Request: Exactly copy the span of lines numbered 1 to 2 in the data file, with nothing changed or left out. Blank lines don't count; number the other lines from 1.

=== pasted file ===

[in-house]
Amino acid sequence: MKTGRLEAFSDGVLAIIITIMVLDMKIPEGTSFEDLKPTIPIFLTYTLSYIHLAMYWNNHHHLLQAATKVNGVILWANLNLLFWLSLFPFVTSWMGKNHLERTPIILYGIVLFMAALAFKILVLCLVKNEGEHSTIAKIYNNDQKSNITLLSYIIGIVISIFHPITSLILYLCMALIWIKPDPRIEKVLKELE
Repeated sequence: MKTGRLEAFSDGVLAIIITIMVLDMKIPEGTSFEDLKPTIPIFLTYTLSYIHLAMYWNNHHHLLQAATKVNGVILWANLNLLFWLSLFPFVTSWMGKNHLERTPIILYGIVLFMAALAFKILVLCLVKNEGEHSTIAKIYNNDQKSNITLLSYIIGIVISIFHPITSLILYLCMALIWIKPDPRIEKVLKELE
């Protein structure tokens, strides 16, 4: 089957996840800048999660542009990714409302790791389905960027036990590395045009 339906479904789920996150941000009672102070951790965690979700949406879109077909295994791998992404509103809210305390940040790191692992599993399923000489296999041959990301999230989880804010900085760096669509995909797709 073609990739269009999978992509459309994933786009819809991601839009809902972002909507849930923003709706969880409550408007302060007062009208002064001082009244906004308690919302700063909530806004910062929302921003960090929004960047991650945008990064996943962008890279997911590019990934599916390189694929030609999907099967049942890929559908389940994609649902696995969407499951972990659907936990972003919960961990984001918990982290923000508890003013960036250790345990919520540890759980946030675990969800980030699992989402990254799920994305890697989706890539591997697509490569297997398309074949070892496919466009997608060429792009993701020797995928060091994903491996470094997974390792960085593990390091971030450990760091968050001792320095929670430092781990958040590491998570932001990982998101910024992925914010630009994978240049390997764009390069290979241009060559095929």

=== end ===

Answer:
[in-house]
Amino acid sequence: MKTGRLEAFSDGVLAIIITIMVLDMKIPEGTSFEDLKPTIPIFLTYTLSYIHLAMYWNNHHHLLQAATKVNGVILWANLNLLFWLSLFPFVTSWMGKNHLERTPIILYGIVLFMAALAFKILVLCLVKNEGEHSTIAKIYNNDQKSNITLLSYIIGIVISIFHPITSLILYLCMALIWIKPDPRIEKVLKELE